How to Treat Cataracts

Posted By Key-Whitman Eye Center || 29-May-2013

optometristequipmentCataracts -- a cloudiness that develops on the lens of the eye -- are a common eye condition, especially among aging adults. Once cataracts begin to develop, it is not possible to reverse the cloudiness of the lens or to halt further development. Cataract surgery is the only way to restore vision that is lost due to cataracts. The good news for patients with cataracts is that unlike other eye diseases, in most cases, cataracts don’t cause injury to the eye. Cataract surgery is necessary to restore vision loss, but not to avoid eye damage.

Cataract symptoms can vary based on the severity of the cataracts. If the cataracts remain small, they may not affect vision much at all, but the larger and denser the cataracts, the more they will affect vision, requiring cataract surgery for treatment. Due to the varying progression of cataracts, your ophthalmologist may decide to perform cataract surgery one eye at a time.

During surgery, the clouded lens will be removed and replaced with an artificial lens implant. Unlike other eye conditions, treating cataracts isn’t urgent (unless they are so advanced you are completely unable to see) because although they affect your vision, cataracts do not typically cause damage to the eye.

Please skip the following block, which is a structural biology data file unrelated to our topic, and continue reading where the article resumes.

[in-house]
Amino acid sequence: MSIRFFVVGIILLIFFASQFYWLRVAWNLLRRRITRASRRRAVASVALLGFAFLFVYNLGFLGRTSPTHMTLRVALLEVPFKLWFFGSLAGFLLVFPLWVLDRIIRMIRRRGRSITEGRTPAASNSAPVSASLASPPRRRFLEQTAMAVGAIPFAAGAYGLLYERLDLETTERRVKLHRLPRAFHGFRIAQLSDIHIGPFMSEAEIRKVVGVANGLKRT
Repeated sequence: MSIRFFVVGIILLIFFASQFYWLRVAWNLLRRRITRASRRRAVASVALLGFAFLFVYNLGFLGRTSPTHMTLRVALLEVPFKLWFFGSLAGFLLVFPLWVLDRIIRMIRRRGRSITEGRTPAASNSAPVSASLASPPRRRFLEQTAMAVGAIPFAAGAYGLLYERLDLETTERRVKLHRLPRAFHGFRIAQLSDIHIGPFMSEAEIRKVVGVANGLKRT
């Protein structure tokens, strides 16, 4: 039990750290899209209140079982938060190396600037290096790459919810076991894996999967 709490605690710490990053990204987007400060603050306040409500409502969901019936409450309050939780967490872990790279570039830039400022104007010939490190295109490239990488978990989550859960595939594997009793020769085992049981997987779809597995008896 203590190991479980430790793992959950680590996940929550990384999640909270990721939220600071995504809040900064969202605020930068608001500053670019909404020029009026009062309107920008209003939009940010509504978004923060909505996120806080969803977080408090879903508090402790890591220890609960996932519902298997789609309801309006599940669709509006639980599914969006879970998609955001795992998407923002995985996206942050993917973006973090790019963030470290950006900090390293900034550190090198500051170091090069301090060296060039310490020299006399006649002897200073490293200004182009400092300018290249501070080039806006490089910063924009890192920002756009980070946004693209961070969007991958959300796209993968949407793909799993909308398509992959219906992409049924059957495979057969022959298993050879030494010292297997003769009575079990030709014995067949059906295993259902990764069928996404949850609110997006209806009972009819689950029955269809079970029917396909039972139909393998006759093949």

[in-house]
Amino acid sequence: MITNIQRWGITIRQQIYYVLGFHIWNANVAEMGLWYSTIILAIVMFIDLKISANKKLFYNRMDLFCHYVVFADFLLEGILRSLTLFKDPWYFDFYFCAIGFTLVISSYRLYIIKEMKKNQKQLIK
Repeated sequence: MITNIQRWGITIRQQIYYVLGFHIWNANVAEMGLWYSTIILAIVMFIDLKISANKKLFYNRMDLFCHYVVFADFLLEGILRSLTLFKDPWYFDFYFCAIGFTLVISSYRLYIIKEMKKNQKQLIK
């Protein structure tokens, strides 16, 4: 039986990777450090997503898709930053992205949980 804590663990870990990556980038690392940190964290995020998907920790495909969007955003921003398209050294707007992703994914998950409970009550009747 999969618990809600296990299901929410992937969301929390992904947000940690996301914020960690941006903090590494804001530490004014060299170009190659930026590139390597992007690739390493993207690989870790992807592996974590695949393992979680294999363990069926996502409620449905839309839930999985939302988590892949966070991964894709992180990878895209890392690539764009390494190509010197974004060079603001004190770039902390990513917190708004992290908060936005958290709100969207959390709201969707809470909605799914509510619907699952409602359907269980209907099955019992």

Key-Whitman provides several options to cataract patients for lens replacement than the standard monofocal lens, which corrects vision at a single distance. Multifocal lenses will correct vision at a variety of distances and may even eliminate the need to wear reading glasses following surgery. Cataract treatment options available at Key-Whitman include:

  • Crystalens® -- An intraocular, multifocal lens implant that is used to improve vision near and far away. Individuals who undergo Crystalens® laser eye surgery can eliminate their dependence on contact lenses, bifocals and reading glasses. Crystalens® is the most advanced form of intraocular lens implant cataract surgery. It is also the only naturally focusing lens available to correct vision at multiple focus distances.
  • TECHNIS® Multifocal Lens -- An implantable lens used to correct near and far vision and may also eliminate your need for reading glasses due to presbyopia. Ninety-four percent of patients say they would choose TECHNIS Multifocal lenses again.
  • AcrySof® IQ ReSTOR® -- And intraocular lens (IOL) that is the latest advancement in cataract surgery technology. The AcrySof® IQ ReSTOR® IOL is designed to provide enhanced image quality and a full range of vision, giving cataract patients the best opportunity to live life free of glasses.
  • AcrySof® IQ Toric -- Implantable lenses designed specifically for cataract patients with astigmatism. If you have astigmatism, you may still experience blurred and distorted vision with a monofocal intraocular lens, but the AcrySof® IQ Toric lens will be better able to restore your vision.

Dr. Whitman explains more of the differences in these cataract procedures in this video.

If you are considering treatment for cataracts, contact Key-Whitman to schedule a comprehensive exam. We will be able to discuss all of your options with you. As with any medical procedure, it’s best to do your research prior to committing to treatment. Key-Whitman will help explain all of your options to you.

Categories: Cataracts
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